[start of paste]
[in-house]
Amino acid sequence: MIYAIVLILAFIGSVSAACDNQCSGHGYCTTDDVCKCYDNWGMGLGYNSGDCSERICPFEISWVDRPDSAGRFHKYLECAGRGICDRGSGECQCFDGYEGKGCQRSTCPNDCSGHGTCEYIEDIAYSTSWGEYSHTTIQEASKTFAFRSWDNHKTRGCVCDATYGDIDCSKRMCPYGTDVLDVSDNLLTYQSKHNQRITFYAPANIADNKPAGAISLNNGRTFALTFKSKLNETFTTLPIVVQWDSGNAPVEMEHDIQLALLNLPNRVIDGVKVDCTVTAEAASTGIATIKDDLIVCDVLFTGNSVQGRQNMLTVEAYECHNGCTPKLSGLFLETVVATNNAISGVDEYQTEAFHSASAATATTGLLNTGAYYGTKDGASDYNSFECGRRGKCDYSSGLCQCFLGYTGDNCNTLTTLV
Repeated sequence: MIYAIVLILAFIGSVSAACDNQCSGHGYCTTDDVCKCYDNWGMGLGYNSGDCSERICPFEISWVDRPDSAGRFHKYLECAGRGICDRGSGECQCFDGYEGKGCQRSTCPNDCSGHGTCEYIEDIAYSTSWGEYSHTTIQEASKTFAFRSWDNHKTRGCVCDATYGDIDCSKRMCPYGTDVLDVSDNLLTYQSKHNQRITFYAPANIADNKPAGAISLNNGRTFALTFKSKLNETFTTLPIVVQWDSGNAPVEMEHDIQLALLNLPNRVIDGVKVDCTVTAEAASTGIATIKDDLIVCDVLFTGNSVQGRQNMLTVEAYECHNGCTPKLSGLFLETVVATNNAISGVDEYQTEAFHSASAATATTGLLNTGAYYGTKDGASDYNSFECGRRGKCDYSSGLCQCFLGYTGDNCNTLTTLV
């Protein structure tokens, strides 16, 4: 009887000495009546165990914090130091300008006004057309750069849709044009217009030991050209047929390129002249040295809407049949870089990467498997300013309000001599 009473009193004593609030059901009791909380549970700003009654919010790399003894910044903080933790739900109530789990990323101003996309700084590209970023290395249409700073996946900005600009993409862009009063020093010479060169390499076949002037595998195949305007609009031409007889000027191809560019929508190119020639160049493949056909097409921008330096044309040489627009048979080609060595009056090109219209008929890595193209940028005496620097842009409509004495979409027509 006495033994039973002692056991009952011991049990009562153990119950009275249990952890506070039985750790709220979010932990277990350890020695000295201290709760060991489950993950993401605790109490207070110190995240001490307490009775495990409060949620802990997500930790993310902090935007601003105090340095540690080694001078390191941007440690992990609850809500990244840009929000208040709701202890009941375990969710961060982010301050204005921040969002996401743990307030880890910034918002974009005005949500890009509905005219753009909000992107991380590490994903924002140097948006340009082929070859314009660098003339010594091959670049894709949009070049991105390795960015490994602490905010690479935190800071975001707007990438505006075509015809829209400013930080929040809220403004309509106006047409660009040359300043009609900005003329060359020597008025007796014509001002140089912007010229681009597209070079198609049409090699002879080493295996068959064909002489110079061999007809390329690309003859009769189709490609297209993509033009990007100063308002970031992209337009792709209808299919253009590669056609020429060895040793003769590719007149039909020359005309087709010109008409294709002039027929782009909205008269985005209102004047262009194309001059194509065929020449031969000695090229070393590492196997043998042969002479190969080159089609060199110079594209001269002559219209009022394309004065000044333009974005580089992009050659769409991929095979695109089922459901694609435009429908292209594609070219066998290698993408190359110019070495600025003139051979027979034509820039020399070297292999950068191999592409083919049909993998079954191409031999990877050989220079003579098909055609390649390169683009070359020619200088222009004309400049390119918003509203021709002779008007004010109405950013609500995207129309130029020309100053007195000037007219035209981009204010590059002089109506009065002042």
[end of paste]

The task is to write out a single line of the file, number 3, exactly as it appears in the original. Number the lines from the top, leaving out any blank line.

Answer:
Repeated sequence: MIYAIVLILAFIGSVSAACDNQCSGHGYCTTDDVCKCYDNWGMGLGYNSGDCSERICPFEISWVDRPDSAGRFHKYLECAGRGICDRGSGECQCFDGYEGKGCQRSTCPNDCSGHGTCEYIEDIAYSTSWGEYSHTTIQEASKTFAFRSWDNHKTRGCVCDATYGDIDCSKRMCPYGTDVLDVSDNLLTYQSKHNQRITFYAPANIADNKPAGAISLNNGRTFALTFKSKLNETFTTLPIVVQWDSGNAPVEMEHDIQLALLNLPNRVIDGVKVDCTVTAEAASTGIATIKDDLIVCDVLFTGNSVQGRQNMLTVEAYECHNGCTPKLSGLFLETVVATNNAISGVDEYQTEAFHSASAATATTGLLNTGAYYGTKDGASDYNSFECGRRGKCDYSSGLCQCFLGYTGDNCNTLTTLV